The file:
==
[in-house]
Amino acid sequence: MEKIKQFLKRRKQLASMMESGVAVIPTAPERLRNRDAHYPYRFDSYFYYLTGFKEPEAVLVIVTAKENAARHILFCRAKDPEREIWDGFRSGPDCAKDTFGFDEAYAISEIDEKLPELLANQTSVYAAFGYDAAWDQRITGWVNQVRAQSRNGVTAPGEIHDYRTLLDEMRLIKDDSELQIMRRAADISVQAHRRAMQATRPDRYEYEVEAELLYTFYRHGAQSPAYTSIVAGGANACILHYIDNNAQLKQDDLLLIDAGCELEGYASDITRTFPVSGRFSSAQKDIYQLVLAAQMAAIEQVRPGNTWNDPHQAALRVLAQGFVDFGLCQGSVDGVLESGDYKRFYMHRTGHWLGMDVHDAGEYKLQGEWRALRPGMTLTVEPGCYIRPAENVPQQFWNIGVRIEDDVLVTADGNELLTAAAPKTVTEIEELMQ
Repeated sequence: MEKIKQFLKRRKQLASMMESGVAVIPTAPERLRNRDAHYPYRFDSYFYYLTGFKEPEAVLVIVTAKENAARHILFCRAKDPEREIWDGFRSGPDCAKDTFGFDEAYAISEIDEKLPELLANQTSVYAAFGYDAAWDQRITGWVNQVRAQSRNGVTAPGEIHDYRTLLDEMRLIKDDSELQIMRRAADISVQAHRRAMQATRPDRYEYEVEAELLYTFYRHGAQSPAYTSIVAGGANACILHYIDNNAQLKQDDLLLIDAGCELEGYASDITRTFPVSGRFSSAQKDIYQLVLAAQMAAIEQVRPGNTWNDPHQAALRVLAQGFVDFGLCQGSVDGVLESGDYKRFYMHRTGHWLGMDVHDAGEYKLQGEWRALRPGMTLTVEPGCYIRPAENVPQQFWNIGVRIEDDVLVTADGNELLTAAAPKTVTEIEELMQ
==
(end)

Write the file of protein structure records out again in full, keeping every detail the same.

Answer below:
[in-house]
Amino acid sequence: MEKIKQFLKRRKQLASMMESGVAVIPTAPERLRNRDAHYPYRFDSYFYYLTGFKEPEAVLVIVTAKENAARHILFCRAKDPEREIWDGFRSGPDCAKDTFGFDEAYAISEIDEKLPELLANQTSVYAAFGYDAAWDQRITGWVNQVRAQSRNGVTAPGEIHDYRTLLDEMRLIKDDSELQIMRRAADISVQAHRRAMQATRPDRYEYEVEAELLYTFYRHGAQSPAYTSIVAGGANACILHYIDNNAQLKQDDLLLIDAGCELEGYASDITRTFPVSGRFSSAQKDIYQLVLAAQMAAIEQVRPGNTWNDPHQAALRVLAQGFVDFGLCQGSVDGVLESGDYKRFYMHRTGHWLGMDVHDAGEYKLQGEWRALRPGMTLTVEPGCYIRPAENVPQQFWNIGVRIEDDVLVTADGNELLTAAAPKTVTEIEELMQ
Repeated sequence: MEKIKQFLKRRKQLASMMESGVAVIPTAPERLRNRDAHYPYRFDSYFYYLTGFKEPEAVLVIVTAKENAARHILFCRAKDPEREIWDGFRSGPDCAKDTFGFDEAYAISEIDEKLPELLANQTSVYAAFGYDAAWDQRITGWVNQVRAQSRNGVTAPGEIHDYRTLLDEMRLIKDDSELQIMRRAADISVQAHRRAMQATRPDRYEYEVEAELLYTFYRHGAQSPAYTSIVAGGANACILHYIDNNAQLKQDDLLLIDAGCELEGYASDITRTFPVSGRFSSAQKDIYQLVLAAQMAAIEQVRPGNTWNDPHQAALRVLAQGFVDFGLCQGSVDGVLESGDYKRFYMHRTGHWLGMDVHDAGEYKLQGEWRALRPGMTLTVEPGCYIRPAENVPQQFWNIGVRIEDDVLVTADGNELLTAAAPKTVTEIEELMQ